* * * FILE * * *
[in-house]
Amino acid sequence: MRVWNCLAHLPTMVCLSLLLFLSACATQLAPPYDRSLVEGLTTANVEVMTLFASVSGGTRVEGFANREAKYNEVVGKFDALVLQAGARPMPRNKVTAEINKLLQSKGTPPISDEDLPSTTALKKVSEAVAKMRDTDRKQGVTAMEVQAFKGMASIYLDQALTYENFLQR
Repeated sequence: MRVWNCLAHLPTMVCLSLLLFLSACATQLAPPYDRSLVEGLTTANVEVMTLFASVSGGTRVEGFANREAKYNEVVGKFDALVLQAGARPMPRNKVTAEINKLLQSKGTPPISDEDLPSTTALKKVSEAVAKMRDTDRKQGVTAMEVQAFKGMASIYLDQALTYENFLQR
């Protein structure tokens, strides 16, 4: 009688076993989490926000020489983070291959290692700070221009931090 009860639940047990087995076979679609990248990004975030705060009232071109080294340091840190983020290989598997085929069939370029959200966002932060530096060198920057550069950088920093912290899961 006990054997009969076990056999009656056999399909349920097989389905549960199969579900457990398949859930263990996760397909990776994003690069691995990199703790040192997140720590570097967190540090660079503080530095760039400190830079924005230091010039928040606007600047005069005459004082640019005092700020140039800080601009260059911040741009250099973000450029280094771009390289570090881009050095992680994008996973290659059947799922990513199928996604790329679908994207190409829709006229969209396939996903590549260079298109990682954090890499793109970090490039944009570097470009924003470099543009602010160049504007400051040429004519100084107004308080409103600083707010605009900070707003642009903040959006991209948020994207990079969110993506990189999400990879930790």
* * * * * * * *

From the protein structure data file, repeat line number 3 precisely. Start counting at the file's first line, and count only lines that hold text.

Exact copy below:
Repeated sequence: MRVWNCLAHLPTMVCLSLLLFLSACATQLAPPYDRSLVEGLTTANVEVMTLFASVSGGTRVEGFANREAKYNEVVGKFDALVLQAGARPMPRNKVTAEINKLLQSKGTPPISDEDLPSTTALKKVSEAVAKMRDTDRKQGVTAMEVQAFKGMASIYLDQALTYENFLQR